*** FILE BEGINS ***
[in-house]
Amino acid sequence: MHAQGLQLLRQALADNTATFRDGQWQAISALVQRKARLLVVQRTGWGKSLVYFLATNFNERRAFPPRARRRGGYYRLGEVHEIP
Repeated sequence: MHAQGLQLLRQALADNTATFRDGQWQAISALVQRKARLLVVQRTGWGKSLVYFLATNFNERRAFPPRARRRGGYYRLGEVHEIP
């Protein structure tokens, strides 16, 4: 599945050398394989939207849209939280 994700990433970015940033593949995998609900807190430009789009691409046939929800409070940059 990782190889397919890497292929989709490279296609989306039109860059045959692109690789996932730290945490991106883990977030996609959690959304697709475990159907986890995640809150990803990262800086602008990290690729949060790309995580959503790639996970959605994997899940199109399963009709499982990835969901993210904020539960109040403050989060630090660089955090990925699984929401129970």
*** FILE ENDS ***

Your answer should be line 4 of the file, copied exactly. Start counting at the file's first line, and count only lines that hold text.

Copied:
């Protein structure tokens, strides 16, 4: 599945050398394989939207849209939280 994700990433970015940033593949995998609900807190430009789009691409046939929800409070940059 990782190889397919890497292929989709490279296609989306039109860059045959692109690789996932730290945490991106883990977030996609959690959304697709475990159907986890995640809150990803990262800086602008990290690729949060790309995580959503790639996970959605994997899940199109399963009709499982990835969901993210904020539960109040403050989060630090660089955090990925699984929401129970």